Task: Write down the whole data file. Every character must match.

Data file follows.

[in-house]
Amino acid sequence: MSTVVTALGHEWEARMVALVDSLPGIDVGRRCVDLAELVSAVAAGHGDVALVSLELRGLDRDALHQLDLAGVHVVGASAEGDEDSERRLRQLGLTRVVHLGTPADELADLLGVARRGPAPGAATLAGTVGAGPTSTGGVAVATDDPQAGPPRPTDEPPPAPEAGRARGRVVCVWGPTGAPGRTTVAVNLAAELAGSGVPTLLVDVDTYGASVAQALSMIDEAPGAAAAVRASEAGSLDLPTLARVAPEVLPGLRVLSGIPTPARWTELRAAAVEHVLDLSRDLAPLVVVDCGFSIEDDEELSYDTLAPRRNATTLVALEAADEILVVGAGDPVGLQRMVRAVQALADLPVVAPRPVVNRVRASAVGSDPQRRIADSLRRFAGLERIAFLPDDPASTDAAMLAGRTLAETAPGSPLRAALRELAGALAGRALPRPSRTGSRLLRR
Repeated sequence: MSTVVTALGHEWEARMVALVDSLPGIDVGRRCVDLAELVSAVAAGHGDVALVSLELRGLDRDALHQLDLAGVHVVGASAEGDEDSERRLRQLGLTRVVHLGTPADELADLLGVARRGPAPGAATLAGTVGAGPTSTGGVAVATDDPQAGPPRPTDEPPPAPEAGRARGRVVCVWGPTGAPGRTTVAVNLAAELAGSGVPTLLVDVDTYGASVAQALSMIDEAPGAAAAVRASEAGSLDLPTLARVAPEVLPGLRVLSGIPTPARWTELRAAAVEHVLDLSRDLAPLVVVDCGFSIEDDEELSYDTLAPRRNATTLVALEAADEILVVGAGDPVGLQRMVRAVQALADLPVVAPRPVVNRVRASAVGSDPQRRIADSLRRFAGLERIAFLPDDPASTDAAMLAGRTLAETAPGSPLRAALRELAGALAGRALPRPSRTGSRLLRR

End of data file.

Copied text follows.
[in-house]
Amino acid sequence: MSTVVTALGHEWEARMVALVDSLPGIDVGRRCVDLAELVSAVAAGHGDVALVSLELRGLDRDALHQLDLAGVHVVGASAEGDEDSERRLRQLGLTRVVHLGTPADELADLLGVARRGPAPGAATLAGTVGAGPTSTGGVAVATDDPQAGPPRPTDEPPPAPEAGRARGRVVCVWGPTGAPGRTTVAVNLAAELAGSGVPTLLVDVDTYGASVAQALSMIDEAPGAAAAVRASEAGSLDLPTLARVAPEVLPGLRVLSGIPTPARWTELRAAAVEHVLDLSRDLAPLVVVDCGFSIEDDEELSYDTLAPRRNATTLVALEAADEILVVGAGDPVGLQRMVRAVQALADLPVVAPRPVVNRVRASAVGSDPQRRIADSLRRFAGLERIAFLPDDPASTDAAMLAGRTLAETAPGSPLRAALRELAGALAGRALPRPSRTGSRLLRR
Repeated sequence: MSTVVTALGHEWEARMVALVDSLPGIDVGRRCVDLAELVSAVAAGHGDVALVSLELRGLDRDALHQLDLAGVHVVGASAEGDEDSERRLRQLGLTRVVHLGTPADELADLLGVARRGPAPGAATLAGTVGAGPTSTGGVAVATDDPQAGPPRPTDEPPPAPEAGRARGRVVCVWGPTGAPGRTTVAVNLAAELAGSGVPTLLVDVDTYGASVAQALSMIDEAPGAAAAVRASEAGSLDLPTLARVAPEVLPGLRVLSGIPTPARWTELRAAAVEHVLDLSRDLAPLVVVDCGFSIEDDEELSYDTLAPRRNATTLVALEAADEILVVGAGDPVGLQRMVRAVQALADLPVVAPRPVVNRVRASAVGSDPQRRIADSLRRFAGLERIAFLPDDPASTDAAMLAGRTLAETAPGSPLRAALRELAGALAGRALPRPSRTGSRLLRR